Inventiveness keeps deals flowing
CEE issues have innovated on several fronts this year. Bulgaria made Europe’s first Brady exchange, Poland revived sterling sovereign issues and Gazprom launched Russia’s biggest ever domestic corporate bond.
Bulgaria braves new ground
Deal type: Brady exchange
Deal amount: $2.2 billion
Advisers: JPMorgan, Citigroup
Sovereign debt exchanges can be politically controversial. So they are often only considered by a government that is either fairly secure in its power, or - like Argentina - is desperate. So some were surprised that Bulgaria's government, after only a year in power, would want to take the risk of undertaking Europe's first Brady exchange, particularly when both the finance minister and his deputy are former investment bankers and so perhaps easy targets for populist accusations of access capitalism.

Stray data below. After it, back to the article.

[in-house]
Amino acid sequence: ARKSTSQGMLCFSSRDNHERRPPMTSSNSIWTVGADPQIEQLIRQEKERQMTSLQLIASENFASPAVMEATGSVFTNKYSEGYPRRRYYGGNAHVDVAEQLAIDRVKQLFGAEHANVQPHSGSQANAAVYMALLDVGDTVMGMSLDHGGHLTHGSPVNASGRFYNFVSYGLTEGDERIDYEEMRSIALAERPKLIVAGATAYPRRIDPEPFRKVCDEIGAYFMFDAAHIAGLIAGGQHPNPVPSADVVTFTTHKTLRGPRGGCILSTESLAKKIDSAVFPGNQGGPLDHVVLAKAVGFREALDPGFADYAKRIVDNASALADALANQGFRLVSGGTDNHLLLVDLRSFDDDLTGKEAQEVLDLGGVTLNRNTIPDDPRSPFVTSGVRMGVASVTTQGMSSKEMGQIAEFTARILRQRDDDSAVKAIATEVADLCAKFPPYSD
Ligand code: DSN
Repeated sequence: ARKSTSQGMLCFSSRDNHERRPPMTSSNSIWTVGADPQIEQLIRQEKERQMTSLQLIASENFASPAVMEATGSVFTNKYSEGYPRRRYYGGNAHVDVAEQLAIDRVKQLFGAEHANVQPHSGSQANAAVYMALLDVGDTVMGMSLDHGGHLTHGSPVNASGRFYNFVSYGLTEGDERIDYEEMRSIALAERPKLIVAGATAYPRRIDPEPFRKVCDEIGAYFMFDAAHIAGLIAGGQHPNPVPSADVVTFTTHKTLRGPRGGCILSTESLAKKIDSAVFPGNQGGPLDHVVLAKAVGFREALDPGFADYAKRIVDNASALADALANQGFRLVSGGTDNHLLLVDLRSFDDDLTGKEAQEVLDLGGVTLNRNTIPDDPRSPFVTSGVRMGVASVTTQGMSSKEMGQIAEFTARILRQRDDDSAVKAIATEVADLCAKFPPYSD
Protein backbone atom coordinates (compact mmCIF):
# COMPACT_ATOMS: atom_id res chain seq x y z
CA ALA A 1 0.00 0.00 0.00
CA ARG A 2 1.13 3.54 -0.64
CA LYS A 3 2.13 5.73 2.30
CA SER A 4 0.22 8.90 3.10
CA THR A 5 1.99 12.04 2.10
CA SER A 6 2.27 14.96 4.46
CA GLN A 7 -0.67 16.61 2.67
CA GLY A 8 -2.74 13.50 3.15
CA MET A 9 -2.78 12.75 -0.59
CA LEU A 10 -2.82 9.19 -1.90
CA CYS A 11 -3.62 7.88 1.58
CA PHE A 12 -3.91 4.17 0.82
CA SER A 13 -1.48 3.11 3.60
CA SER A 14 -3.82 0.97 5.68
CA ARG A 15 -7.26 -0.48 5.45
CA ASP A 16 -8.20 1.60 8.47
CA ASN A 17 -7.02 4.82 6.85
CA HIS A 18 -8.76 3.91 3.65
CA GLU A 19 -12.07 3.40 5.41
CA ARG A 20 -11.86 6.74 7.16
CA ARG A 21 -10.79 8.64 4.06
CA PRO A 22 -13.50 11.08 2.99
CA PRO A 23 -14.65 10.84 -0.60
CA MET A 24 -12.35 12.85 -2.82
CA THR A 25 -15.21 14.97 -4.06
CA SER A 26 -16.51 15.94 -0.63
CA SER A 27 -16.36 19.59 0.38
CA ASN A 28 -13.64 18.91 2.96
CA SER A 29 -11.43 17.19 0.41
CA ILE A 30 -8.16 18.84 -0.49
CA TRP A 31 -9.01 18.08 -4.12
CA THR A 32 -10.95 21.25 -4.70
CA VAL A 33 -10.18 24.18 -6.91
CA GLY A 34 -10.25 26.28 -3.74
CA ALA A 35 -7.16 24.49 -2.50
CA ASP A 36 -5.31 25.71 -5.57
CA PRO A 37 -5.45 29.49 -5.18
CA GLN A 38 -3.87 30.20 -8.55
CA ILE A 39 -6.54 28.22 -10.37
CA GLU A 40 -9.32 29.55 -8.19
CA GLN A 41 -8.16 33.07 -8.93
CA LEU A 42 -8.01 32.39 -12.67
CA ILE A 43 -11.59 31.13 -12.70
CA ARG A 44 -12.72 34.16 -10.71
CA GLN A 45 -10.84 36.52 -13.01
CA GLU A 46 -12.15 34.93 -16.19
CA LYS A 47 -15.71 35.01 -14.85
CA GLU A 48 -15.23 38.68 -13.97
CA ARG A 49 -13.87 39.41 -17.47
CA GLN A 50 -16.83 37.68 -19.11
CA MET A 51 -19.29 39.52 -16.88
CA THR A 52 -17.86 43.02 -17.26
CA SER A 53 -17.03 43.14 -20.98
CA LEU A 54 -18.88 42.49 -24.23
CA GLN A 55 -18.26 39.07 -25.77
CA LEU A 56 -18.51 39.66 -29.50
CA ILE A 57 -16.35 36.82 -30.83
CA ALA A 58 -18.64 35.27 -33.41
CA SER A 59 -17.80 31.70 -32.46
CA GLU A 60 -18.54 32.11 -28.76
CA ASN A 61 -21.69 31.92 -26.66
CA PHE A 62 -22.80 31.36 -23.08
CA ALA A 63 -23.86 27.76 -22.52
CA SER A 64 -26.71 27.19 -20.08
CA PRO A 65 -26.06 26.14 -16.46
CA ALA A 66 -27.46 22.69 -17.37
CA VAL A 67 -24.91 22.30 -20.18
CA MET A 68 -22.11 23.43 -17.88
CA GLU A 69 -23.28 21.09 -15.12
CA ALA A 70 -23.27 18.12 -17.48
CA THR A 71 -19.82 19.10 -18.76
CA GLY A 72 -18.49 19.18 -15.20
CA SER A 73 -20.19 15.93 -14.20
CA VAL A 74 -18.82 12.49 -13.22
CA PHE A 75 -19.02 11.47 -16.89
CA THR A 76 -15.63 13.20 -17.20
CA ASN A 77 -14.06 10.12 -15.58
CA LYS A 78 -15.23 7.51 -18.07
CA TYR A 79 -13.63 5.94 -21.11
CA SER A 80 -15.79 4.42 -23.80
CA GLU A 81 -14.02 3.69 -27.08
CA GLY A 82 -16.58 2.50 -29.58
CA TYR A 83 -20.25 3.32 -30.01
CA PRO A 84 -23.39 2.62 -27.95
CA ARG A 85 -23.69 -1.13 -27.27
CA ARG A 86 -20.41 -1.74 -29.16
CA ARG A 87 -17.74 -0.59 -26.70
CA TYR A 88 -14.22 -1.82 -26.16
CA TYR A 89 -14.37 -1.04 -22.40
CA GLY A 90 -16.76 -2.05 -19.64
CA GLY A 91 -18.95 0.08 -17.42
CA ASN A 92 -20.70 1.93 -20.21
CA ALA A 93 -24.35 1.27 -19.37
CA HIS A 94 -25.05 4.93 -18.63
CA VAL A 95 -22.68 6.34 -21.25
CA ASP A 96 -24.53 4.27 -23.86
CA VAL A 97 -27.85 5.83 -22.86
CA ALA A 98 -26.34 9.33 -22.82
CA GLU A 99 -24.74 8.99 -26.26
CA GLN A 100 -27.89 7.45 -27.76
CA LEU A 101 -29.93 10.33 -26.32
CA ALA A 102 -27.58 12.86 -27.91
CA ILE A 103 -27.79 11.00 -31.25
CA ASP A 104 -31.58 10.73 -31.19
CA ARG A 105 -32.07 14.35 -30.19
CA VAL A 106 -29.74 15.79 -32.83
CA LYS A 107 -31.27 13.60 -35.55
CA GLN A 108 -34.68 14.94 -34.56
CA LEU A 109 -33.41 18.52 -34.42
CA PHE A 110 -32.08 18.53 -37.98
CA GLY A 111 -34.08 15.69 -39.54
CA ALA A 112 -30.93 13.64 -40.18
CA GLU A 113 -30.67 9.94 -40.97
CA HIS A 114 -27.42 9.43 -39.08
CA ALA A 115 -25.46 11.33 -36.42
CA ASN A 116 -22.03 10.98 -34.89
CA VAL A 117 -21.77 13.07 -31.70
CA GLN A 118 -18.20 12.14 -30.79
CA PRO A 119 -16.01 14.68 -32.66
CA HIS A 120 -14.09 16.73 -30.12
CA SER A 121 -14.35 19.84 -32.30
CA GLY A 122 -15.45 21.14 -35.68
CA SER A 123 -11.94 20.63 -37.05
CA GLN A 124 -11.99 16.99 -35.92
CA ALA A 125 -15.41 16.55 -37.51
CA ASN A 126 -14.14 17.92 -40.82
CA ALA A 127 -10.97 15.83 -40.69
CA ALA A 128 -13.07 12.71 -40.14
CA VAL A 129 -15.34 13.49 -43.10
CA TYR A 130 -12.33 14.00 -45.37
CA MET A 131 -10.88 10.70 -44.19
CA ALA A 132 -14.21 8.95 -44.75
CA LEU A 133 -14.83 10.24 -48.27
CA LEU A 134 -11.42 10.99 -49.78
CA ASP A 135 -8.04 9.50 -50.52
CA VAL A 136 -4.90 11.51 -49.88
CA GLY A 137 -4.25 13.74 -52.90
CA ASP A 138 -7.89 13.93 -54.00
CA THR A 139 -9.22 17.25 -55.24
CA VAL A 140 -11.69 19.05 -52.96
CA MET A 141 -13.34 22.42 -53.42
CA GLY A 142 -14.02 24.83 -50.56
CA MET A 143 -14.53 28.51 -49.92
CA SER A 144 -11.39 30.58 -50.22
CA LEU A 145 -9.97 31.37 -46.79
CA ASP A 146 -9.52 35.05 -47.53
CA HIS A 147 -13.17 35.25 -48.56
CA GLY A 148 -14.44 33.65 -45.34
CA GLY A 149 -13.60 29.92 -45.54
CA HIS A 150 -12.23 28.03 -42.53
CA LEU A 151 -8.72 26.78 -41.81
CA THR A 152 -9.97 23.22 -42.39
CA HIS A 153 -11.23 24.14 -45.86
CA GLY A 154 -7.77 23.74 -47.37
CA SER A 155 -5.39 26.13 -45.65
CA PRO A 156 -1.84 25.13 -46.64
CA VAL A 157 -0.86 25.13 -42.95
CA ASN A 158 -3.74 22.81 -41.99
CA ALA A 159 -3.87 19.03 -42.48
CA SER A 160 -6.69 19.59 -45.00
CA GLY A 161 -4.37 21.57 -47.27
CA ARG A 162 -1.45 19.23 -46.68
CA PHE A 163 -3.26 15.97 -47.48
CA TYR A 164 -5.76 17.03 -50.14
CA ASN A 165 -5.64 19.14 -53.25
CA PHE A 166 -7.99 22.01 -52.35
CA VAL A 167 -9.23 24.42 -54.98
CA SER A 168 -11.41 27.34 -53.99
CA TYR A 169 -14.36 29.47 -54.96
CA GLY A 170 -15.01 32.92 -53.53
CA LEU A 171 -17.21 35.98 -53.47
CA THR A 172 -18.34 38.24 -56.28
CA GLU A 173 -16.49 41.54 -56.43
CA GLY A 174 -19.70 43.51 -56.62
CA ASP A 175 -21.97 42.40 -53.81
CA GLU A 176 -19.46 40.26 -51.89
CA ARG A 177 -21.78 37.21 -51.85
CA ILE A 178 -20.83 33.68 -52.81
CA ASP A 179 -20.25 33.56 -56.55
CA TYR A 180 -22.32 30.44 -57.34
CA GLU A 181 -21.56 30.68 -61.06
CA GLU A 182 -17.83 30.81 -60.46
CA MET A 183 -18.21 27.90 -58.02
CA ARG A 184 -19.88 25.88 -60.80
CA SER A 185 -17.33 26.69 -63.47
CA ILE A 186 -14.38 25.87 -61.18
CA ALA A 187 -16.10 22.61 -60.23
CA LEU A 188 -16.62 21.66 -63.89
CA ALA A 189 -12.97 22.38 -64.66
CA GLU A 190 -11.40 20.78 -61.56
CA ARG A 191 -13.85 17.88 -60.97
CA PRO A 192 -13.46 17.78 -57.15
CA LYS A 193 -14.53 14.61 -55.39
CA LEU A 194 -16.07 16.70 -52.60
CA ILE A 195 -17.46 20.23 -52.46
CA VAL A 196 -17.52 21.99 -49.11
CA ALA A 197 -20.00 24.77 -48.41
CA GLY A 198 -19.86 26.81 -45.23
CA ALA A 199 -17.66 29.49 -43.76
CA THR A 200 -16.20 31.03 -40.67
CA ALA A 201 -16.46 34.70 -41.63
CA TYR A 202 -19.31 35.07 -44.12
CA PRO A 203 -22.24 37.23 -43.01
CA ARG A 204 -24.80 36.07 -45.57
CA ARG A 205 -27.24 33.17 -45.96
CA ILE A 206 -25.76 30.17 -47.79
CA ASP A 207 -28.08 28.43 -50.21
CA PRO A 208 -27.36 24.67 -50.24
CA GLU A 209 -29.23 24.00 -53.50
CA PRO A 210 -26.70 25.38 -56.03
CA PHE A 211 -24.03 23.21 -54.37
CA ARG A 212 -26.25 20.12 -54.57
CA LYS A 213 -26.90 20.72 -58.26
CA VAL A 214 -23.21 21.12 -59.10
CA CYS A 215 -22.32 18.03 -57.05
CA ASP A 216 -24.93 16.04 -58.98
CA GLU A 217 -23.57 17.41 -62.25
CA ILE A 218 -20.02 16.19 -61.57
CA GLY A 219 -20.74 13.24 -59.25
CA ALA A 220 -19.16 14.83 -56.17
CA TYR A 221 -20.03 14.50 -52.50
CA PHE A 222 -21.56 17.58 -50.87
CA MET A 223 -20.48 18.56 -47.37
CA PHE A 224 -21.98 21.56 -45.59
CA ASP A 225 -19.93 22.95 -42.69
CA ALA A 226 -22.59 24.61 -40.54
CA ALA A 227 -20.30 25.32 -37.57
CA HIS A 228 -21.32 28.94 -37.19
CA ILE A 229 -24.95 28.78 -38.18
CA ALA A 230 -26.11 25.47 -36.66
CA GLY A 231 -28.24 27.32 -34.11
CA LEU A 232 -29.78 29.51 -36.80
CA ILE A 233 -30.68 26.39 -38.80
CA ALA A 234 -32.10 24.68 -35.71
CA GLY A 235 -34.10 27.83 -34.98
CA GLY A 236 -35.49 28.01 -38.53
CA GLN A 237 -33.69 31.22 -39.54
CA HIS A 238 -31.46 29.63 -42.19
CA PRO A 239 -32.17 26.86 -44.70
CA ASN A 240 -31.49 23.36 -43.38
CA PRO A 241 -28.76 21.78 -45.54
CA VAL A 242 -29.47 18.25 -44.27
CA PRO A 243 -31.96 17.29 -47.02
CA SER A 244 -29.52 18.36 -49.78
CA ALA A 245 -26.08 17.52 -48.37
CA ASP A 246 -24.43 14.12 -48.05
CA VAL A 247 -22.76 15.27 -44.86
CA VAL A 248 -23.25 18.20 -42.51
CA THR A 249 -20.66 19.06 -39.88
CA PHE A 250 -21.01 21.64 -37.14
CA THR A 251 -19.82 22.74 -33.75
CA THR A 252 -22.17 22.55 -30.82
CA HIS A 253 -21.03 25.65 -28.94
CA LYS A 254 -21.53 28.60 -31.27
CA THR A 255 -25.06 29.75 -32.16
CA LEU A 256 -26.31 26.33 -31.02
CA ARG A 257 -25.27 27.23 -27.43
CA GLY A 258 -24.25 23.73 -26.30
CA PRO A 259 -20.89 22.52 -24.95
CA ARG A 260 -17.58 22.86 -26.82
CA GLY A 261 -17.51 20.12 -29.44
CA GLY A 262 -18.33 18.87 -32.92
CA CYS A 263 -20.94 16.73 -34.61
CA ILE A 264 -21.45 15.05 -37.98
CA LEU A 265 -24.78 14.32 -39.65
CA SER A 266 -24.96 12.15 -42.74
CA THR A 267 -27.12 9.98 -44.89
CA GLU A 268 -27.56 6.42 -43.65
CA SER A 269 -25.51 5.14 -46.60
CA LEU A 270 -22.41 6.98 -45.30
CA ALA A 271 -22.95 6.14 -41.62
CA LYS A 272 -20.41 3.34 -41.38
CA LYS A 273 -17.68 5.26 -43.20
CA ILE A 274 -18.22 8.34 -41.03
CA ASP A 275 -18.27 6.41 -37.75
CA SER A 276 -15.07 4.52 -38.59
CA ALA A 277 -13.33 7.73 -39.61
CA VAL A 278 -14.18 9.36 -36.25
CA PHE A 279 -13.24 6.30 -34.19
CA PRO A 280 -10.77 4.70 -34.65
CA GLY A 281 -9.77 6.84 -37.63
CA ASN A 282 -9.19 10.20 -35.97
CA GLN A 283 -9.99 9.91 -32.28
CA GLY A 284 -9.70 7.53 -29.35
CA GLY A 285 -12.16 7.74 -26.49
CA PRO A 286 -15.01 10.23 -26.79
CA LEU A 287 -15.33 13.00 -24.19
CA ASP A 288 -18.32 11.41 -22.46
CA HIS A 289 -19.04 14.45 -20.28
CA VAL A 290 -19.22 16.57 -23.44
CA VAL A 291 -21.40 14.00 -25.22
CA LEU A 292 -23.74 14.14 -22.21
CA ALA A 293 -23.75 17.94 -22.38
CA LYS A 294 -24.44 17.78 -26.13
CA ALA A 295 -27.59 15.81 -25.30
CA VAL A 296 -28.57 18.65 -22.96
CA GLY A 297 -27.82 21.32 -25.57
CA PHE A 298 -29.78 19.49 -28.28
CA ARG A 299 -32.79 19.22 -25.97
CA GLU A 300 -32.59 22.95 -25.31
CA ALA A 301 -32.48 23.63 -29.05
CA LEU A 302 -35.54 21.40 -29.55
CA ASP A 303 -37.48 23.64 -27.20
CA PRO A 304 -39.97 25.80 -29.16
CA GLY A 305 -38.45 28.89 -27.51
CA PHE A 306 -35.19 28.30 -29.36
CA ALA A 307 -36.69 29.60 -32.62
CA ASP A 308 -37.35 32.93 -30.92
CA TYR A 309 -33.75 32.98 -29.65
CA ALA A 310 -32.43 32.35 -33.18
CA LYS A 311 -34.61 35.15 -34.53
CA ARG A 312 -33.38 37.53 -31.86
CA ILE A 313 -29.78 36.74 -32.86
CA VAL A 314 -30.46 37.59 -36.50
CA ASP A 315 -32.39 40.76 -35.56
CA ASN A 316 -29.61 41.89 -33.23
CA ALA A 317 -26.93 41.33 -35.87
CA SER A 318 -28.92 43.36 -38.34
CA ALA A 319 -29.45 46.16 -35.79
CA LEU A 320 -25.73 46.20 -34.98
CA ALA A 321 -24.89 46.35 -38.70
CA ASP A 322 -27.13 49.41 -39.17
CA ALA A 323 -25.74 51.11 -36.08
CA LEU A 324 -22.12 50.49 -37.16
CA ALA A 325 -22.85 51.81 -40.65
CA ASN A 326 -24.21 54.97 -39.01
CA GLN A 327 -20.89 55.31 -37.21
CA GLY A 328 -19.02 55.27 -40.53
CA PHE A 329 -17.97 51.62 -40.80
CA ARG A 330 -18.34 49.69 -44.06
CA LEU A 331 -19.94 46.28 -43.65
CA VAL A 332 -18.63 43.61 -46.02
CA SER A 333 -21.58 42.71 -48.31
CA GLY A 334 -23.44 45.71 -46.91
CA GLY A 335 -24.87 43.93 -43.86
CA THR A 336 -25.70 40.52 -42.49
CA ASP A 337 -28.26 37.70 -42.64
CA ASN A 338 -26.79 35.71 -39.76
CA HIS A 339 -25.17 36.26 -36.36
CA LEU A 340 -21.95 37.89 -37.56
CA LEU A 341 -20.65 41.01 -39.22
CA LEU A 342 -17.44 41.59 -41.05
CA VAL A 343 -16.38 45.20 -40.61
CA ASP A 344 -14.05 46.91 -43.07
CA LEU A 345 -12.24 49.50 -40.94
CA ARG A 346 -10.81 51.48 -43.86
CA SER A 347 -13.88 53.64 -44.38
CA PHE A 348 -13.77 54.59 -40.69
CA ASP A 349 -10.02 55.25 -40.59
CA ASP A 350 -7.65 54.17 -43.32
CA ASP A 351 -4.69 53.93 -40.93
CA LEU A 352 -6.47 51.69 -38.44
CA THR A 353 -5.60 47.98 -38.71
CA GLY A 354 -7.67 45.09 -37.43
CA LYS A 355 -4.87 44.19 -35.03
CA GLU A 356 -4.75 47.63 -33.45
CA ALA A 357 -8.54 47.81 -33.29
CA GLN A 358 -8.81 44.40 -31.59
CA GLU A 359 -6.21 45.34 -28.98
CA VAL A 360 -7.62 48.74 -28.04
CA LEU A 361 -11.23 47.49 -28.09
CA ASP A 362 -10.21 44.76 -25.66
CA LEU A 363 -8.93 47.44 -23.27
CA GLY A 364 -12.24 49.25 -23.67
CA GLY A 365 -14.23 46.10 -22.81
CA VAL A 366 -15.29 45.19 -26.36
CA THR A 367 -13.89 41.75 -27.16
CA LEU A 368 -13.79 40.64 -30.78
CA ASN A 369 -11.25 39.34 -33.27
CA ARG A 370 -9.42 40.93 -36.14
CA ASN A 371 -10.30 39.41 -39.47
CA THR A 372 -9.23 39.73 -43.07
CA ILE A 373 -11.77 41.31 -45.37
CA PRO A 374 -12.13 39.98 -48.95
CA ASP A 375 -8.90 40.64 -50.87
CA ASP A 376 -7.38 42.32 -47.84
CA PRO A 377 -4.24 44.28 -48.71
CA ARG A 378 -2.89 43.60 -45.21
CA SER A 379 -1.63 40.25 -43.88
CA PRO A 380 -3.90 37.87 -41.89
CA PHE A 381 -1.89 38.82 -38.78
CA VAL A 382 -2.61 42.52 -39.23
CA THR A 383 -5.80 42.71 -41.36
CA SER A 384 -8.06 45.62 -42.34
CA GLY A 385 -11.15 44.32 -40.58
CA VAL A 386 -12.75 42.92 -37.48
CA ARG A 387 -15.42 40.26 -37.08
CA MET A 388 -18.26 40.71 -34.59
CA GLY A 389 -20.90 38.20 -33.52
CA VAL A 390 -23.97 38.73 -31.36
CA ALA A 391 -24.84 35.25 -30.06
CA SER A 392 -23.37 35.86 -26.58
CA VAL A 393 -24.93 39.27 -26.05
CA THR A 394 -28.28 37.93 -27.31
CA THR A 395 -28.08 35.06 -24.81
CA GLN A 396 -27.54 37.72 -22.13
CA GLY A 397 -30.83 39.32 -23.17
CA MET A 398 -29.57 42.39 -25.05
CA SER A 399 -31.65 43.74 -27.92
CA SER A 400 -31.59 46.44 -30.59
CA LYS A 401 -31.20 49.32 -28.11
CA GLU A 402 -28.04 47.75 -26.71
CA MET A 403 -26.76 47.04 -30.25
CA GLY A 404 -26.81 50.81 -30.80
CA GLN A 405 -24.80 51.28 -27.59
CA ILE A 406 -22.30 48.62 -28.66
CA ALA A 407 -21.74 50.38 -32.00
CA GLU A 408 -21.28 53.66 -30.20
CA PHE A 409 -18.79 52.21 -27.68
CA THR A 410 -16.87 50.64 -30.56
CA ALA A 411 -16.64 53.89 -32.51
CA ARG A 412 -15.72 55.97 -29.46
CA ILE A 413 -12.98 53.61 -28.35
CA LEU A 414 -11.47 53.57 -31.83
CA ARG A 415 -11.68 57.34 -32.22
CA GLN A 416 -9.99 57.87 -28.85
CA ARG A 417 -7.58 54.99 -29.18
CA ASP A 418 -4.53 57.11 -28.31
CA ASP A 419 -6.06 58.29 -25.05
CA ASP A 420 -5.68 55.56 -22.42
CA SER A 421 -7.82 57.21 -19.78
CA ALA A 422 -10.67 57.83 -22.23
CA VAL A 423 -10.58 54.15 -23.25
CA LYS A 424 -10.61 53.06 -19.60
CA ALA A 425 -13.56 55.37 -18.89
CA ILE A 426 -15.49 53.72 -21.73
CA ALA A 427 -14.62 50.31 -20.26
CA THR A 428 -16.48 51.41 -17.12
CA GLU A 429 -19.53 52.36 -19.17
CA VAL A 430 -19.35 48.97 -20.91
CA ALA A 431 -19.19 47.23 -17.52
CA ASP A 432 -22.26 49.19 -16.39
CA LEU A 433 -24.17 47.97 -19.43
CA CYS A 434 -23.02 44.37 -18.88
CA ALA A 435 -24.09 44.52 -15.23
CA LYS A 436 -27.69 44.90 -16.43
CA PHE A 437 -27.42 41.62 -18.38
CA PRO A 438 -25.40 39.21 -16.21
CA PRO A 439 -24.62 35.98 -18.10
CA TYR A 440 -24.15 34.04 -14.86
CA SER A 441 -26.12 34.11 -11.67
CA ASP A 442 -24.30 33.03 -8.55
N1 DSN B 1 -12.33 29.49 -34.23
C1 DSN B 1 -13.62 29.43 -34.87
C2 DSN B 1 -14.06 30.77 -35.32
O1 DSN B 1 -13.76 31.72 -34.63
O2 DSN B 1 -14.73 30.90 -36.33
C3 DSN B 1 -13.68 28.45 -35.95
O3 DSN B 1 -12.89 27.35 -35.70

Krassimer Katev, Bulgaria's deputy finance minister and a former emerging-market trader at Paribas, Daiwa Europe and AIG Asset Management, says: "Obviously we took some calculated risks. It's quite difficult politically to perform flexible debt restructuring, because all transactions related to the public debt have to be passed through government. So the opposition obviously attacked the measure, and tried to make short-term political gains out of it. They actually challenged the transaction in the constitutional court. The president got involved. It was high political drama."
But ultimately finance minister Milen Velchev and Katev managed to bring Bulgarians round to the benefits of doing a swap.